Premise Liability (Slip And Falls)Nearly as common as general negligence is premise liability, which most commonly occur as slip and falls. All Kansas property owners owe a duty to keep their property reasonably safe for guests. For example, a retail store is expected to keep floors free from spills. There are some unique obstacles to this species of negligence claims. First, Kansas utilizes the “slight defect rule.” This rule states that if the plaintiff is injured by the sole defect on the property and that defect is sufficiently slight, the plaintiff cannot recover. For example, if a customer is walking to a store through the parking lot and trips on a small pothole, there would seem to be a premise liability claim. However, if the pothole was both small and the only such defect in the parking lot, the store may escape liability through this defense. Another key to these claims is knowledge of the defect. This cuts to reasonableness: it is only unreasonable to fix the defect if the owner knows or reasonably should know about it in the first place. When a plaintiff can overcome these two hurdles, a premise liability claim exists.

Defective ProductsA plaintiff can bring a claim for negligence in the manufacture, design, or warnings of a product. The plaintiff simply shows that the manufacturer did not act reasonably in one of these three areas. A claim can also exist if a retailer sells a product that it knows to be defective. These claims are generally brought along with a more powerful product liability claim—strict product liability. Because strict liability product claims attach liability when the plaintiff simply shows the product was defective, they are generally preferred over negligence claims based on defective products.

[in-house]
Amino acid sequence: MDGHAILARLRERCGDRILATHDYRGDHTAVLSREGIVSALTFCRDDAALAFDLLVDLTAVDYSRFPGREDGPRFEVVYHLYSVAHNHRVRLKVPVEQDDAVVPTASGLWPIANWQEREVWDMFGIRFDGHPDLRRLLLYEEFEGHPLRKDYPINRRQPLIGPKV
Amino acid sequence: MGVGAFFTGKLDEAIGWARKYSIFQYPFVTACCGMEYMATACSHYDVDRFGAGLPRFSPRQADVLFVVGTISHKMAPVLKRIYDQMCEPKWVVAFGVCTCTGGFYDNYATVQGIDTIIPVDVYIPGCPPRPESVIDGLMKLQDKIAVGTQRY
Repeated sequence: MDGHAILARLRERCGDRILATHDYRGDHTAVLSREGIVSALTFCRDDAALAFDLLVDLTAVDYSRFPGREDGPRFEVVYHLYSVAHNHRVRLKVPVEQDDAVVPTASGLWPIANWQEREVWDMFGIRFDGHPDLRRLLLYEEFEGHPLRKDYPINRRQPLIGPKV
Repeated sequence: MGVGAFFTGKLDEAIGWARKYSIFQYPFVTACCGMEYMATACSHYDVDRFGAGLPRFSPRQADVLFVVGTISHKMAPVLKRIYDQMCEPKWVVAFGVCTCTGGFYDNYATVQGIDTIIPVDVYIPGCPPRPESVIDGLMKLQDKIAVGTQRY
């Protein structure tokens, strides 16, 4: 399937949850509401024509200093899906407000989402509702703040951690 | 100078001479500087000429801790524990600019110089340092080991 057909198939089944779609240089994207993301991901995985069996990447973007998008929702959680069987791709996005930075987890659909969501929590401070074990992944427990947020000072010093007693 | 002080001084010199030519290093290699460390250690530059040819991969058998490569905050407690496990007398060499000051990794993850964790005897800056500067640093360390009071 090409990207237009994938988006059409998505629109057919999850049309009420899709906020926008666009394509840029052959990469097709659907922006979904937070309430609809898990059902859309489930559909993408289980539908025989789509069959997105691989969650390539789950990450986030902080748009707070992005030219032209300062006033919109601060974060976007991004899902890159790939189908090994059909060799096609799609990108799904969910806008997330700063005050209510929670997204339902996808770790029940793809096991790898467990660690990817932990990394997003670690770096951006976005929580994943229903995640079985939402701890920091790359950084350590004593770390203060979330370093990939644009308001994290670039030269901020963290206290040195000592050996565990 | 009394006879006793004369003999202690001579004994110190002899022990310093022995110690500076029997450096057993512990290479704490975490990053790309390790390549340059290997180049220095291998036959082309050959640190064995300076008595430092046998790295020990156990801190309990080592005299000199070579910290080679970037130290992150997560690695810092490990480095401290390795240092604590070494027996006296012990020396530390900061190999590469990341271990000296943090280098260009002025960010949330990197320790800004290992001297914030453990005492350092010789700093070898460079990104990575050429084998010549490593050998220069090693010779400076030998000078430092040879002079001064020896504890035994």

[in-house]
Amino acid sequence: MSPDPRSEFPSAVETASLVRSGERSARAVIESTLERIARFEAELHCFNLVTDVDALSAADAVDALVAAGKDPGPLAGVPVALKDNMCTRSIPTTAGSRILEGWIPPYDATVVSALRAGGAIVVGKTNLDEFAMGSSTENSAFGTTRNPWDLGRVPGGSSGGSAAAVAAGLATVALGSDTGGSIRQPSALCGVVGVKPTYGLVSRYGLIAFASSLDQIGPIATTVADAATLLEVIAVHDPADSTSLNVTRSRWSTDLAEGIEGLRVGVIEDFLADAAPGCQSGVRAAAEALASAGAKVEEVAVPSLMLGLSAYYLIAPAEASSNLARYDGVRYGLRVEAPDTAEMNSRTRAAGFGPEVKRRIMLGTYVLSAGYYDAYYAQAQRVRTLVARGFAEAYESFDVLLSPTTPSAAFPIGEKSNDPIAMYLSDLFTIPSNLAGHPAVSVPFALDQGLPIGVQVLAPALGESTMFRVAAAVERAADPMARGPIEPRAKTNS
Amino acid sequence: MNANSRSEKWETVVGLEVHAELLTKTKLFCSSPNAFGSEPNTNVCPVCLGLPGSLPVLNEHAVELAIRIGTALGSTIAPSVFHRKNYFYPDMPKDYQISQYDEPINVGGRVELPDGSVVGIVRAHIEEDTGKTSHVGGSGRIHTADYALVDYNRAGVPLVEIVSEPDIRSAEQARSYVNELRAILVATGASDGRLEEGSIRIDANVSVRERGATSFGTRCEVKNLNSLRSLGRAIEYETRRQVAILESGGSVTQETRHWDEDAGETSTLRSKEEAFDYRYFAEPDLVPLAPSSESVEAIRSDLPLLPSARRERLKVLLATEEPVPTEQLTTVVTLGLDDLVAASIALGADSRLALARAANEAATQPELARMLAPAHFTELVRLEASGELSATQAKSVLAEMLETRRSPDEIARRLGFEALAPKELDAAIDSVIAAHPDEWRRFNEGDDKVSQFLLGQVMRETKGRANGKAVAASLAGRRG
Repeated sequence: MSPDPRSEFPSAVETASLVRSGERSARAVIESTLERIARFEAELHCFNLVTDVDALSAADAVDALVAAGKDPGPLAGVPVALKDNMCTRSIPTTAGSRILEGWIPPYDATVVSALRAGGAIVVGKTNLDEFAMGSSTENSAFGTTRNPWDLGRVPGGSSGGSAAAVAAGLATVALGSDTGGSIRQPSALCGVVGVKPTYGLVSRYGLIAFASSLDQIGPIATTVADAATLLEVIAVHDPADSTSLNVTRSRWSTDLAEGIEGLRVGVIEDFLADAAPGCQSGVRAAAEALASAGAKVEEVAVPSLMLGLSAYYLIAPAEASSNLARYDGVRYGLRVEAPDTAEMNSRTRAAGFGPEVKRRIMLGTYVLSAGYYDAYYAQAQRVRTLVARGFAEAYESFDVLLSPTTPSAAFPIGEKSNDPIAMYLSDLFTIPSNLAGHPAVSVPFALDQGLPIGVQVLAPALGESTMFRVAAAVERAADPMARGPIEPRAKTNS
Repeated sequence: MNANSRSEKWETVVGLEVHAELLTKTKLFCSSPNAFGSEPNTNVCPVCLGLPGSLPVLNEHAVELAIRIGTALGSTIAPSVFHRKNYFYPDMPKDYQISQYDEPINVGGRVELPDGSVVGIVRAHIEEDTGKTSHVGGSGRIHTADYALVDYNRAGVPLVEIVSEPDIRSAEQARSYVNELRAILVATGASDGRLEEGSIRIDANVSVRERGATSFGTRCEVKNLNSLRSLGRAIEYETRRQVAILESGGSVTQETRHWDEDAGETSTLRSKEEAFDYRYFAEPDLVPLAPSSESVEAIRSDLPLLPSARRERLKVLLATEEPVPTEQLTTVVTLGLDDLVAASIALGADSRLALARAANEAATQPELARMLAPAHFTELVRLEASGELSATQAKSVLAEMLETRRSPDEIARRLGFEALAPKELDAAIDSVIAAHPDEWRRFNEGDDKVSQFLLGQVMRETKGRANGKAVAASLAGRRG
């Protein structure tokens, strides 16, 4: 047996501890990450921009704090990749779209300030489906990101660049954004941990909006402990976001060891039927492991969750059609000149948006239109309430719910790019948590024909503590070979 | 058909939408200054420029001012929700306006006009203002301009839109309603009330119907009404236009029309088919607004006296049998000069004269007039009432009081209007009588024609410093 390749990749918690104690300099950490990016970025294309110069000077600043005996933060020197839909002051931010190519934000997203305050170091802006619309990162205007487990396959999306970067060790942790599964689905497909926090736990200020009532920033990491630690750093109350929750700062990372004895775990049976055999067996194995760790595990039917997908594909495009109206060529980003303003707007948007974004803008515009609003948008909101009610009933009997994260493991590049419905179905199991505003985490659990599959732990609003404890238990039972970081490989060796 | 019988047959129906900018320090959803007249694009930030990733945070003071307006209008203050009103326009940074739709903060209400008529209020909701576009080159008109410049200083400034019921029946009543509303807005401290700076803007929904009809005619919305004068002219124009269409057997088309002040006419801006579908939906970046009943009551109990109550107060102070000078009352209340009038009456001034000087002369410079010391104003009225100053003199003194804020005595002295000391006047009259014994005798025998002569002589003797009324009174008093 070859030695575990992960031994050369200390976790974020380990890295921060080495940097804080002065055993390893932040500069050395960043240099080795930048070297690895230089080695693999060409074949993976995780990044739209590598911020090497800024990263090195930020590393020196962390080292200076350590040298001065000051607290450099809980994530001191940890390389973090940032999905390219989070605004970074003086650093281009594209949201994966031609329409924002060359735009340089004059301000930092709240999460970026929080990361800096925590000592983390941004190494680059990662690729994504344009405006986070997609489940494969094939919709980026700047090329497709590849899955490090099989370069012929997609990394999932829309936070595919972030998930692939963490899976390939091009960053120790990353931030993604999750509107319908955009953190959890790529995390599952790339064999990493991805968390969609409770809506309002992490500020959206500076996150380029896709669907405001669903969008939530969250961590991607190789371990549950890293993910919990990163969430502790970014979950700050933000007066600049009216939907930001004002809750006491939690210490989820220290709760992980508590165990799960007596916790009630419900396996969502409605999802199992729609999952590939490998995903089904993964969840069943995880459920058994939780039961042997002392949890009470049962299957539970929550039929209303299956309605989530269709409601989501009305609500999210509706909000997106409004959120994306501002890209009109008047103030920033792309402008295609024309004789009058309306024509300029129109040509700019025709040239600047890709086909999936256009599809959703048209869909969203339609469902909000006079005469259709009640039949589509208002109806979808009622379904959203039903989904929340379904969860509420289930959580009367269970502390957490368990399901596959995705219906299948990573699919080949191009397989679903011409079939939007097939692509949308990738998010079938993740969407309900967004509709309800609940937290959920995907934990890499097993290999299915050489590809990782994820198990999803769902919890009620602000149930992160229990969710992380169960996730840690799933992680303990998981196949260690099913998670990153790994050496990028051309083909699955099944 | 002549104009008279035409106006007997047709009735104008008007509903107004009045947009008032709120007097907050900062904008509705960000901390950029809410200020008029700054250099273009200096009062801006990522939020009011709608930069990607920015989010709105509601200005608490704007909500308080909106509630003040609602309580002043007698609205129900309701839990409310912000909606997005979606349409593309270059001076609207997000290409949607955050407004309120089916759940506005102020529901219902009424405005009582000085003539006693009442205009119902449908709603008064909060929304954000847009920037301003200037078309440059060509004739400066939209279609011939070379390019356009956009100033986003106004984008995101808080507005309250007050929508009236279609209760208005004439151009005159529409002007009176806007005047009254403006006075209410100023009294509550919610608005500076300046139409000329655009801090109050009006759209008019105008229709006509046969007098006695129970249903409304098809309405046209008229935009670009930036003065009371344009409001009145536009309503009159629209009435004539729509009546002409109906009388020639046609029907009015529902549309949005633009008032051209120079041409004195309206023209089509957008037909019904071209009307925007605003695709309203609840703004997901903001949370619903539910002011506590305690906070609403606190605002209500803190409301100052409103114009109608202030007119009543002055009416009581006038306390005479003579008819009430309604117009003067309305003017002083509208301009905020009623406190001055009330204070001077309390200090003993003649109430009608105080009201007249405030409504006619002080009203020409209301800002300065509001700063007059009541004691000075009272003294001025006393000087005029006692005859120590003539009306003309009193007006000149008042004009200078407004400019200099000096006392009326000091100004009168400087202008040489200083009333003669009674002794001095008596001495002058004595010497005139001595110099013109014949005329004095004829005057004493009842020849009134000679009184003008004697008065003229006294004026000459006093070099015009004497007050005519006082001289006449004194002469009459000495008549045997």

Negligent Entrustment/HiringOwners of certain personal property and employers can be negligent in their “business-type” conduct, resulting in negligent entrustment or negligent hiring. An employer must take reasonable care to hire employees that will not pose unreasonable dangers to others. For example, a shipping company should not hire delivery drivers with revoked licenses. If an employer does hire such a driver and that driver causes an accident, the employer’s negligent hiring decision will be found to be the cause of any injuries that result. Similarly, the owner of personal property must take care not to loan items to a person that may foreseeably pose a great risk to others. These negligent entrustment claims often revolve around cars and firearms. The key to both of these types of negligence is whether the employer or owner should have known the third-party would be dangerous in the position. Without this knowledge, the defendant acted reasonably in hiring the person or loaning the property.